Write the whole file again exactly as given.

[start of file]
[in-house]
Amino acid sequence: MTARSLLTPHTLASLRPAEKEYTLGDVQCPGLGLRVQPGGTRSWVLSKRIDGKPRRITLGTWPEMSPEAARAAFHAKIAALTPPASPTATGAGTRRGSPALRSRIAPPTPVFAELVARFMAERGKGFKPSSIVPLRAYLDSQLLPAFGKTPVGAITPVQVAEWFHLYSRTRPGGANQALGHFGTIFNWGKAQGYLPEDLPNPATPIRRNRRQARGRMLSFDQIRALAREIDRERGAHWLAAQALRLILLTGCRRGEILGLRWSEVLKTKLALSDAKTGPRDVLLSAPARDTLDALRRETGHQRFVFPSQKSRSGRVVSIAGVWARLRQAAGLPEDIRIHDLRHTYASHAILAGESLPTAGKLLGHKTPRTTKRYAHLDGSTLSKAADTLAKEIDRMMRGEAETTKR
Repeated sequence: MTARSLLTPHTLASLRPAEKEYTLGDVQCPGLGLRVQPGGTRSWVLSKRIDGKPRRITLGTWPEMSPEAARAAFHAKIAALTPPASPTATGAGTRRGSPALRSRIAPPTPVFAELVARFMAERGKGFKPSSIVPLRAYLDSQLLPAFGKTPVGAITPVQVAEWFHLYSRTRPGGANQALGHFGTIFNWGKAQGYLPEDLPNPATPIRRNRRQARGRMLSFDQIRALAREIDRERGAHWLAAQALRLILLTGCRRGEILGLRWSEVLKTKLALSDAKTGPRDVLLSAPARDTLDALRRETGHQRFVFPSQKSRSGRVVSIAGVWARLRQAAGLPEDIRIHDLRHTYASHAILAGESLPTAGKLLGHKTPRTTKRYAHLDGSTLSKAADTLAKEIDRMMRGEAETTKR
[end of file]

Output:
[in-house]
Amino acid sequence: MTARSLLTPHTLASLRPAEKEYTLGDVQCPGLGLRVQPGGTRSWVLSKRIDGKPRRITLGTWPEMSPEAARAAFHAKIAALTPPASPTATGAGTRRGSPALRSRIAPPTPVFAELVARFMAERGKGFKPSSIVPLRAYLDSQLLPAFGKTPVGAITPVQVAEWFHLYSRTRPGGANQALGHFGTIFNWGKAQGYLPEDLPNPATPIRRNRRQARGRMLSFDQIRALAREIDRERGAHWLAAQALRLILLTGCRRGEILGLRWSEVLKTKLALSDAKTGPRDVLLSAPARDTLDALRRETGHQRFVFPSQKSRSGRVVSIAGVWARLRQAAGLPEDIRIHDLRHTYASHAILAGESLPTAGKLLGHKTPRTTKRYAHLDGSTLSKAADTLAKEIDRMMRGEAETTKR
Repeated sequence: MTARSLLTPHTLASLRPAEKEYTLGDVQCPGLGLRVQPGGTRSWVLSKRIDGKPRRITLGTWPEMSPEAARAAFHAKIAALTPPASPTATGAGTRRGSPALRSRIAPPTPVFAELVARFMAERGKGFKPSSIVPLRAYLDSQLLPAFGKTPVGAITPVQVAEWFHLYSRTRPGGANQALGHFGTIFNWGKAQGYLPEDLPNPATPIRRNRRQARGRMLSFDQIRALAREIDRERGAHWLAAQALRLILLTGCRRGEILGLRWSEVLKTKLALSDAKTGPRDVLLSAPARDTLDALRRETGHQRFVFPSQKSRSGRVVSIAGVWARLRQAAGLPEDIRIHDLRHTYASHAILAGESLPTAGKLLGHKTPRTTKRYAHLDGSTLSKAADTLAKEIDRMMRGEAETTKR